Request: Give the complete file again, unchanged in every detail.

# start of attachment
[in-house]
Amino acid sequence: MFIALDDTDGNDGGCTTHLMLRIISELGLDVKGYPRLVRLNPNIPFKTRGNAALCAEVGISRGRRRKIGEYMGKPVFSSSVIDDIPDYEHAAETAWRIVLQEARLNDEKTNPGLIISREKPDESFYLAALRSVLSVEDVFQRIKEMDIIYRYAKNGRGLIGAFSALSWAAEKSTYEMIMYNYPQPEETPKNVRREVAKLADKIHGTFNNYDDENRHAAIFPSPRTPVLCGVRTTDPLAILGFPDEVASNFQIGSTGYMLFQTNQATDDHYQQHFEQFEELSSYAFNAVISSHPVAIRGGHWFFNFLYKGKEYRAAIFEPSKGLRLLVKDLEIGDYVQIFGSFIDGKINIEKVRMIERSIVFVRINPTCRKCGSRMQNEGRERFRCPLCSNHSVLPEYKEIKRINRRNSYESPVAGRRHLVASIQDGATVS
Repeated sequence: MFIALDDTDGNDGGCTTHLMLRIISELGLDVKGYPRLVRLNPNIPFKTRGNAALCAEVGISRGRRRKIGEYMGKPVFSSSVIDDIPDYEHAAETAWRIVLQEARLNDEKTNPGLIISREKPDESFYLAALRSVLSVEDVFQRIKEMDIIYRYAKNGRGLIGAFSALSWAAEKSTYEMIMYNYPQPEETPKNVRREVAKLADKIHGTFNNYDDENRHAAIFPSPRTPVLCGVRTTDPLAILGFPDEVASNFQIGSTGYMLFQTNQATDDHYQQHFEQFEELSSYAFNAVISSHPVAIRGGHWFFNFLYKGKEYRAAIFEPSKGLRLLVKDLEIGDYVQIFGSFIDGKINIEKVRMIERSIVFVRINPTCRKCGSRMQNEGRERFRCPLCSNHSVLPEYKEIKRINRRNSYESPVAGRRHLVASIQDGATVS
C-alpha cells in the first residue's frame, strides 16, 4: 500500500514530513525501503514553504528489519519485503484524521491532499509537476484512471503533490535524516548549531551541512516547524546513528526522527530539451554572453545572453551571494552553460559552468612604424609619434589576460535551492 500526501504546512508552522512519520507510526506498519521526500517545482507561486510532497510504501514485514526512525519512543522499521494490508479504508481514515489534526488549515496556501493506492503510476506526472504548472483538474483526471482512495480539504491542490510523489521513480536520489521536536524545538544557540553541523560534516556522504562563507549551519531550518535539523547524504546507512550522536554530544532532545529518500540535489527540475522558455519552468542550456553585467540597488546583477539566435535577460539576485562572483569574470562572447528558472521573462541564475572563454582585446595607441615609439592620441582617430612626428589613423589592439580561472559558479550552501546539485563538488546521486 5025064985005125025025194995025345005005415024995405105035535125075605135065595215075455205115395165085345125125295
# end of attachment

[in-house]
Amino acid sequence: MFIALDDTDGNDGGCTTHLMLRIISELGLDVKGYPRLVRLNPNIPFKTRGNAALCAEVGISRGRRRKIGEYMGKPVFSSSVIDDIPDYEHAAETAWRIVLQEARLNDEKTNPGLIISREKPDESFYLAALRSVLSVEDVFQRIKEMDIIYRYAKNGRGLIGAFSALSWAAEKSTYEMIMYNYPQPEETPKNVRREVAKLADKIHGTFNNYDDENRHAAIFPSPRTPVLCGVRTTDPLAILGFPDEVASNFQIGSTGYMLFQTNQATDDHYQQHFEQFEELSSYAFNAVISSHPVAIRGGHWFFNFLYKGKEYRAAIFEPSKGLRLLVKDLEIGDYVQIFGSFIDGKINIEKVRMIERSIVFVRINPTCRKCGSRMQNEGRERFRCPLCSNHSVLPEYKEIKRINRRNSYESPVAGRRHLVASIQDGATVS
Repeated sequence: MFIALDDTDGNDGGCTTHLMLRIISELGLDVKGYPRLVRLNPNIPFKTRGNAALCAEVGISRGRRRKIGEYMGKPVFSSSVIDDIPDYEHAAETAWRIVLQEARLNDEKTNPGLIISREKPDESFYLAALRSVLSVEDVFQRIKEMDIIYRYAKNGRGLIGAFSALSWAAEKSTYEMIMYNYPQPEETPKNVRREVAKLADKIHGTFNNYDDENRHAAIFPSPRTPVLCGVRTTDPLAILGFPDEVASNFQIGSTGYMLFQTNQATDDHYQQHFEQFEELSSYAFNAVISSHPVAIRGGHWFFNFLYKGKEYRAAIFEPSKGLRLLVKDLEIGDYVQIFGSFIDGKINIEKVRMIERSIVFVRINPTCRKCGSRMQNEGRERFRCPLCSNHSVLPEYKEIKRINRRNSYESPVAGRRHLVASIQDGATVS
C-alpha cells in the first residue's frame, strides 16, 4: 500500500514530513525501503514553504528489519519485503484524521491532499509537476484512471503533490535524516548549531551541512516547524546513528526522527530539451554572453545572453551571494552553460559552468612604424609619434589576460535551492 500526501504546512508552522512519520507510526506498519521526500517545482507561486510532497510504501514485514526512525519512543522499521494490508479504508481514515489534526488549515496556501493506492503510476506526472504548472483538474483526471482512495480539504491542490510523489521513480536520489521536536524545538544557540553541523560534516556522504562563507549551519531550518535539523547524504546507512550522536554530544532532545529518500540535489527540475522558455519552468542550456553585467540597488546583477539566435535577460539576485562572483569574470562572447528558472521573462541564475572563454582585446595607441615609439592620441582617430612626428589613423589592439580561472559558479550552501546539485563538488546521486 5025064985005125025025194995025345005005415024995405105035535125075605135065595215075455205115395165085345125125295